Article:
Wildlife Sanctuary & Rehabilitation Centre

Seaview Predator Park endeavours to rehabilitate all animals, which come to our Wildlife Sanctuary & Rehabilitation Centre, whether they are sick, injured or simply in need of a new home.

Many of these animals have a good chance of being re-introduced back into the wild, and we will always give them this opportunity.  Animals, which cannot be re-introduced back into the wild, for whatever reason, will become permanent residents in our Sanctuary and will retire to a safe, peaceful life.

Previously, Seaview Predator Park has successfully re-introduced many animals and birds back into the wild. Please click here to read more about our success stories.

 

Free Roaming Animals

Seaview Predator Park has a wide range of free-roaming animals including Giraffe, Wildebeest, Impala, Waterbuck, Blesbok, Bushbuck, Nyala, Duikers, Caracals, Bush pigs and Jackals.

We pride ourselves in letting our free-roaming animals live a life with no human interference.  We only become involved if there is an animal in need.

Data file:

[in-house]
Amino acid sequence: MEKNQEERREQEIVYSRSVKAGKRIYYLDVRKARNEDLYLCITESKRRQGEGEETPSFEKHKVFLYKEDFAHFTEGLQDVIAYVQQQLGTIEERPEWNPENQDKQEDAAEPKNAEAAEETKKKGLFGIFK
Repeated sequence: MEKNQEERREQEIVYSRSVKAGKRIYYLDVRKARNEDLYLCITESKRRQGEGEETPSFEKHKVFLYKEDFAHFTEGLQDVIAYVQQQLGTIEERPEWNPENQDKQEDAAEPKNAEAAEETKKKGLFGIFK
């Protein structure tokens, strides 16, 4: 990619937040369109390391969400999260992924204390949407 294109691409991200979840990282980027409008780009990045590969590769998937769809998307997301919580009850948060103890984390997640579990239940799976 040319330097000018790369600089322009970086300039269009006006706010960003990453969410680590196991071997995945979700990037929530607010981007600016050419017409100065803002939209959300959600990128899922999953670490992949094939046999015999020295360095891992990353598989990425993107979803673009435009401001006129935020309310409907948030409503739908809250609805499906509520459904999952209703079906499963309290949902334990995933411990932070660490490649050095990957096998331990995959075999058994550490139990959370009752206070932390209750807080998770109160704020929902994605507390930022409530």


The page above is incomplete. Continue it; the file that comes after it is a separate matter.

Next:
In very extreme dry seasons we do offer feeding and drinking points because boundary fences prevent the migration to a different area in search of food and water.

 

Predator Park

The aim of Seaview Predator Park is to house predators and other animals in large, natural surroundings.  As Seaview Predator Park is, primarily, an educational park, it's very important for us to always improve the captive life of our permanent animal residents. We do this by ensuring that all our enclosures have trees, grass, shrubs, bushes, natural dams or platforms.  We provide our tigers with swimming pools.

Seaview Predator Park is designed in such a way that the visiting public can walk alongside our beautiful, spacious camps, enjoying close-up views of the animals, while comparing each specie and sub-specie for colour variation, size etc.

By having some of our female animals on contraception, we guarantee that no breeding can take place but, in this way, still allow these females to enjoy natural interaction with their male counterparts.

Our animals are ‘ambassadors’ for their species, and we hope that by offering the visiting public the opportunity to come ‘face to fur’ with some of these amazing creatures, we will encourage wildlife knowledge and conservation.

Wildlife is both South Africa’s and the world’s heritage and must be preserved at all costs.